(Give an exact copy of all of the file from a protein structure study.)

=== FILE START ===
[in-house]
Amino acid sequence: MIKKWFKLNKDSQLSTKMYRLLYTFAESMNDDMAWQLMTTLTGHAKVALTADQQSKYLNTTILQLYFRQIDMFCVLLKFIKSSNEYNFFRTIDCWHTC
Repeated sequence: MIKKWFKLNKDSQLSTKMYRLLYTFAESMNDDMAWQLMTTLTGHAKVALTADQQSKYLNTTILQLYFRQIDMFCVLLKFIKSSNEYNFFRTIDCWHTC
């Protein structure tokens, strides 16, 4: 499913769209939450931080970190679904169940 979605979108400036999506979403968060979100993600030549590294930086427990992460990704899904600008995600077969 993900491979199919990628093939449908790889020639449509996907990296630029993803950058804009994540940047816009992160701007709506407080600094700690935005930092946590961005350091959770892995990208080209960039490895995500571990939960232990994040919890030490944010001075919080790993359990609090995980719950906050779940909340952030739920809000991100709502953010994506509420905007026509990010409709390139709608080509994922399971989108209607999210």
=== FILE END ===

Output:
[in-house]
Amino acid sequence: MIKKWFKLNKDSQLSTKMYRLLYTFAESMNDDMAWQLMTTLTGHAKVALTADQQSKYLNTTILQLYFRQIDMFCVLLKFIKSSNEYNFFRTIDCWHTC
Repeated sequence: MIKKWFKLNKDSQLSTKMYRLLYTFAESMNDDMAWQLMTTLTGHAKVALTADQQSKYLNTTILQLYFRQIDMFCVLLKFIKSSNEYNFFRTIDCWHTC
């Protein structure tokens, strides 16, 4: 499913769209939450931080970190679904169940 979605979108400036999506979403968060979100993600030549590294930086427990992460990704899904600008995600077969 993900491979199919990628093939449908790889020639449509996907990296630029993803950058804009994540940047816009992160701007709506407080600094700690935005930092946590961005350091959770892995990208080209960039490895995500571990939960232990994040919890030490944010001075919080790993359990609090995980719950906050779940909340952030739920809000991100709502953010994506509420905007026509990010409709390139709608080509994922399971989108209607999210």